FIG. 12 illustrates yet another embodiment of the present invention. As discussed above, an important aspect of the present invention is to provide a plurality of layers of fabric material which have edged or rim portions gathered independently so that when the assemblage including the elastic length is formed into a circle, the plurality of layers of gathered material bunch individually to provide a decorative fashion effect. FIG. 12 illustrates a manner of construction which can save on fabric material, and the embodiment illustrated in FIG. 12 includes three layers of fabric material. As illustrated, the first two layers 40 and 42 are comparable to the layers of fabric material 12 and 14 of the embodiment of FIG. 1. Additionally, however, a third layer of fabric material 43 is provided. The third layer of fabric material 43, however, extends from the elastic length 44 to a free edge or rim portion 45 which is essentially coextensive with the edge or rim portions of layers 40 and 42. In this way, there will be three layers of fabric on one side of the elastic layer 44, and only two layers of fabric on the other side. This arrangement of having differing layers of fabric material on respective sides of the elastic layer 44 can be varied in several ways and does not require three layers on one side of the elastic layer and two layers on the other; but could include two layers on one side of the elastic layer and one layer on the other side or any other combinations that are attractive. As illustrated in FIG. 13, the assemblage of FIG. 12 is formed into a circle with the ends stitched together to again form the decorative fashion accessory 46 having the same approximate look as other embodiments of the invention.
In FIG. 14, length 48 of fabric material is twisted to form a spiral effect; and preferably is twisted twice to perform a spiral extending over 720 degrees. The elastic element 49 can be at least partially stretched and then stitched along the spiral contour of the central longitudinal axis; and thereafter another length of gathered fabric material can also be stitched in a spiralling fashion to the elastic element 49. As in the embodiment of FIG. 1, the second layer to be stitched to the spiral assemblage would preferably not be gathered as much as the first layer 48; and the spiralled assemblage of multiple layers of gathered material can then be formed into a circle and the ends stitched together to again form a decorative fashion accessory having multiple fabric layers which are individually bunched.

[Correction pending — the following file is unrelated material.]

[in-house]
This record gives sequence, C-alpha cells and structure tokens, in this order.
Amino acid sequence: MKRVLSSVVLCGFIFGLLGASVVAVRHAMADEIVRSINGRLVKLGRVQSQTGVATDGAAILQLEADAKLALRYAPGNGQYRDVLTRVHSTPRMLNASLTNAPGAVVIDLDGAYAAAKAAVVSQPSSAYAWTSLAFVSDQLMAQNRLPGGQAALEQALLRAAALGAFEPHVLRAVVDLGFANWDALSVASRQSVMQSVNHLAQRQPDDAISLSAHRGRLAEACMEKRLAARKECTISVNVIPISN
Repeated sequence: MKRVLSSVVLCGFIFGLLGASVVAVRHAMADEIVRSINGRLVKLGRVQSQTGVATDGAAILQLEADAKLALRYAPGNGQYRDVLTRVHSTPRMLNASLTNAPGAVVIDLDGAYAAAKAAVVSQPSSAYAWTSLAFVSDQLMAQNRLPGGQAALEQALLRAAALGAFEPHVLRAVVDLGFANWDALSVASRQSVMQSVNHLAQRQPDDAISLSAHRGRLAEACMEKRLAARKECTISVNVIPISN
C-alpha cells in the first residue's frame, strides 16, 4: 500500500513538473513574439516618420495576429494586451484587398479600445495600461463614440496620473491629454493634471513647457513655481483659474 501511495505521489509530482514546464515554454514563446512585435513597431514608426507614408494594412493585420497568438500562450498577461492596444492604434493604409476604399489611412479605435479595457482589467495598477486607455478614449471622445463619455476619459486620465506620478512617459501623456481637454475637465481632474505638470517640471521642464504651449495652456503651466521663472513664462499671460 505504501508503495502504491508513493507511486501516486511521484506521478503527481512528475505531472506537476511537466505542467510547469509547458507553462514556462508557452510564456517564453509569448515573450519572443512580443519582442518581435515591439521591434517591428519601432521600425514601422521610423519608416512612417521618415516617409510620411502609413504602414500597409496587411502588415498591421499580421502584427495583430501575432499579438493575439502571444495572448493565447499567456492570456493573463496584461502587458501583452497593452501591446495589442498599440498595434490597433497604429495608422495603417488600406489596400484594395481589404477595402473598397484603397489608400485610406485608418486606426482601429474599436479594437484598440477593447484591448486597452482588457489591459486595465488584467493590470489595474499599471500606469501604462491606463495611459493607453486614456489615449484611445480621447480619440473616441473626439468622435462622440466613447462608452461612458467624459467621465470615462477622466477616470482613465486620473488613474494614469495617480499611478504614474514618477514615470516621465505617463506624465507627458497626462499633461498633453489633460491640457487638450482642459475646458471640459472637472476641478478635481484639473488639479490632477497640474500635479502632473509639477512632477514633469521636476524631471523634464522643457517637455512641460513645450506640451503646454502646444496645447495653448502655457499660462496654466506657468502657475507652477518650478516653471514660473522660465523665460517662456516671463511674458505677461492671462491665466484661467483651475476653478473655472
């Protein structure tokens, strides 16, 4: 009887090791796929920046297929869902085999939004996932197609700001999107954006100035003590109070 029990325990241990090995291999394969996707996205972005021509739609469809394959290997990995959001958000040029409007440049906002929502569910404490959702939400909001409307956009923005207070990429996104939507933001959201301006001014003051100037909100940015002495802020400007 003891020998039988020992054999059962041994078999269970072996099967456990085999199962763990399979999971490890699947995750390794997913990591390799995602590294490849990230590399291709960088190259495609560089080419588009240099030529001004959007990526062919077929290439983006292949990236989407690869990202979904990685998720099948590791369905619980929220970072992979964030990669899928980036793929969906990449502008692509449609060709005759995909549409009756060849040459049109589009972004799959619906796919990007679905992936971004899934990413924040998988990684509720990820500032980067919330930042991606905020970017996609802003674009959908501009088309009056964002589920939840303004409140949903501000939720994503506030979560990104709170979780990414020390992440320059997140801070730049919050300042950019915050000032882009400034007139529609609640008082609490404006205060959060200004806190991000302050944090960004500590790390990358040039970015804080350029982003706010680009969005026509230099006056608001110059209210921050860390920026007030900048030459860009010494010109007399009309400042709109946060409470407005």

As will be understood by those skilled in the art, a decorative fashion accessory can be manufactured by several different techniques to produce various embodiments of the present invention. The present invention essentially consists of multiple layers of fabric material which have been gathered and then held to elastic length which preferably is at least partially stretched so that as the elastic length contracts it will cause the various layers of fabric material to be bunched individually. The resulting effect is a rather attractive decorative fashion accessory with multiple layers of fabric having rim or edged portions independently gathered and bunched so as to simulate a decorative flower. The present invention has been described in connection with preferred embodiments, but the scope of the invention is not intended to be limited of any details which are described above, but by the scope of the appended claims and the equivalents thereof.
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|Oct 30, 2002||REMI||Maintenance fee reminder mailed|
|Nov 8, 2002||FPAY||Fee payment|
Year of fee payment: 4
|Nov 8, 2002||SULP||Surcharge for late payment|
|Nov 1, 2006||REMI||Maintenance fee reminder mailed|
|Apr 13, 2007||LAPS||Lapse for failure to pay maintenance fees|
|Jun 12, 2007||FP||Expired due to failure to pay maintenance fee|
Effective date: 20070413